Tropical Depression Fred continued on its path northwest towards Florida on Thursday after being downgraded by The National Hurricane Center Wednesday from a tropical storm.
As of the 2 p.m. update from the National Hurricane Center, Tropical Depression Fred had maximum sustained winds of 35 mph and was located approximately 180 miles east of Camaguey, Cuba. Tropical storm watches remained in effect for portions of the Bahamas, and areas of Cuba. The Florida Keys and portions of the South Florida peninsula could be under storm watch later Thursday. The storm previously passed through the high mountains of the Dominican Republic and Haiti.
The storm system was moving west-northwest at 14 mph. Although disorganized as a result of its interaction with land, the storm is expected to dump 3 to 5 inches of rain, with isolated maximums of 8 inches of rain in total across the Dominican Republic and the Bahamas.
Slow strengthening of the system is expected as the storm skirts along the northern coast of Cuba through Friday, before making landfall in the Florida Keys at some point during the day Saturday. The storm is then forecast to decrease slightly in forward speed as it makes a turn to the northeast, nearly mirroring the track of last month’s Tropical Storm Elsa. As it runs parallel to the coast of west Florida in the warm Gulf waters, combined with low wind shear, Fred is expected to restrengthen into at least a midlevel tropical storm with maximum sustained winds of 60 mph. On the forecast track, Fred is expected to make landfall early Monday along the Florida Panhandle as a tropical storm.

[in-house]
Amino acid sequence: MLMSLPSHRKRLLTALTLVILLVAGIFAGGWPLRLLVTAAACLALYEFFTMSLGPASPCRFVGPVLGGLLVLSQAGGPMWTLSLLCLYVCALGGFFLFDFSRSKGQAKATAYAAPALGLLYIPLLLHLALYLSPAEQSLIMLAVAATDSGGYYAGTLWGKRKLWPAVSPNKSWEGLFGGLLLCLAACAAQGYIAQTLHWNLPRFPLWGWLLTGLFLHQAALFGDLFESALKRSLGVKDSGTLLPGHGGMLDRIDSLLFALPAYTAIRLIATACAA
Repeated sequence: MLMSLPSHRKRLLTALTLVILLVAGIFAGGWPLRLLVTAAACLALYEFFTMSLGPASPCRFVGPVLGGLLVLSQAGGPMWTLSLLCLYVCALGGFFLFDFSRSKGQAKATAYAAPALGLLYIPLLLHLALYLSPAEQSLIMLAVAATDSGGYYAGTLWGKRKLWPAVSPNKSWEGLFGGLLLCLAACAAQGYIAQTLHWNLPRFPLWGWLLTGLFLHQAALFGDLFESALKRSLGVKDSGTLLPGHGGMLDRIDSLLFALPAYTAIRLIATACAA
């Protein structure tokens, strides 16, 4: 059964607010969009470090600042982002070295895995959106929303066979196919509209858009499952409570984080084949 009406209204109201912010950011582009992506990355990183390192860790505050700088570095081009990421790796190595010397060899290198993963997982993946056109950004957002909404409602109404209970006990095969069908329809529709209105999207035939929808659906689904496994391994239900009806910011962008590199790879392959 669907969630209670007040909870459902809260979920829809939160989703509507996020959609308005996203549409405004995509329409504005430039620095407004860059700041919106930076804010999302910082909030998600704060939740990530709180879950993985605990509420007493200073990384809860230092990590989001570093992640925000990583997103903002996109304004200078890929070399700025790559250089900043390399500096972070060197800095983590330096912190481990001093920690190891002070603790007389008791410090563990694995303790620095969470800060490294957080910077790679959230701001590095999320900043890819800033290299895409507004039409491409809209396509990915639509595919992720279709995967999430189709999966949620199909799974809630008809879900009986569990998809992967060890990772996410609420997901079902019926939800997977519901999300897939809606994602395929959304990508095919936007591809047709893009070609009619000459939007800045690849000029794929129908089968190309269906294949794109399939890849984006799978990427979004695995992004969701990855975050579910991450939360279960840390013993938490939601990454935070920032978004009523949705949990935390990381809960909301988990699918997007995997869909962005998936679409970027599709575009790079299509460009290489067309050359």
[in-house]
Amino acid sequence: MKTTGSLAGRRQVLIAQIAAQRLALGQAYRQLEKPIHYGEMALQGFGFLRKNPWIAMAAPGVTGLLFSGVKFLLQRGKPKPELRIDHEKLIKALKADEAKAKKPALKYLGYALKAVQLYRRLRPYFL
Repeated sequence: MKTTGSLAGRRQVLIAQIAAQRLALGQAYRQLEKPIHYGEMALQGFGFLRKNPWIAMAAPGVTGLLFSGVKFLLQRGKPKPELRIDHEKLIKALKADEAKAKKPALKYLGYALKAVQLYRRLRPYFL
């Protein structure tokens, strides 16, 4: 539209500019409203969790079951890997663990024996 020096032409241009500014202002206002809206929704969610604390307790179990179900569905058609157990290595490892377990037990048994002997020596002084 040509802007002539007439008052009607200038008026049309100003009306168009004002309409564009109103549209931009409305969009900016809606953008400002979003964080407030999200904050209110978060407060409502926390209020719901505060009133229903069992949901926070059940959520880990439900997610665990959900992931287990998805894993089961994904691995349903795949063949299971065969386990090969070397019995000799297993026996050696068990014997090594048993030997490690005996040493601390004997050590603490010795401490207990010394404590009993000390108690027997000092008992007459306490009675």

The entire Florida Peninsula, especially along its west coast, is preparing for heavy rainfall of 3 to 5 inches, with maximums of 8 inches locally. The risk of significant flash flooding, especially in low-lying areas like Tampa Bay, and rapid river rises remain of particular concern through Monday.
As the storm moves inland it will weaken, bringing heavy rain to the Appalachian Mountains next week.
Tropical Depression Fred isn’t the only disturbance forecasters are watching in the Atlantic.
Invest 95L, located in the central Atlantic, has been tagged by the National Hurricane Center with a 30 percent chance of development in 2 days, and 60 percent in 5 days. As it follows a similar track to Fred, environmental conditions will become favorable for development, which could result in another tropical depression by early next week.
The next name on the list is Grace.
Beyond that, several more waves could exit off Africa where they could develop into tropical cyclones in the next 10 days. As we head toward the climatological peak of hurricane season, the Atlantic is becoming active right on schedule.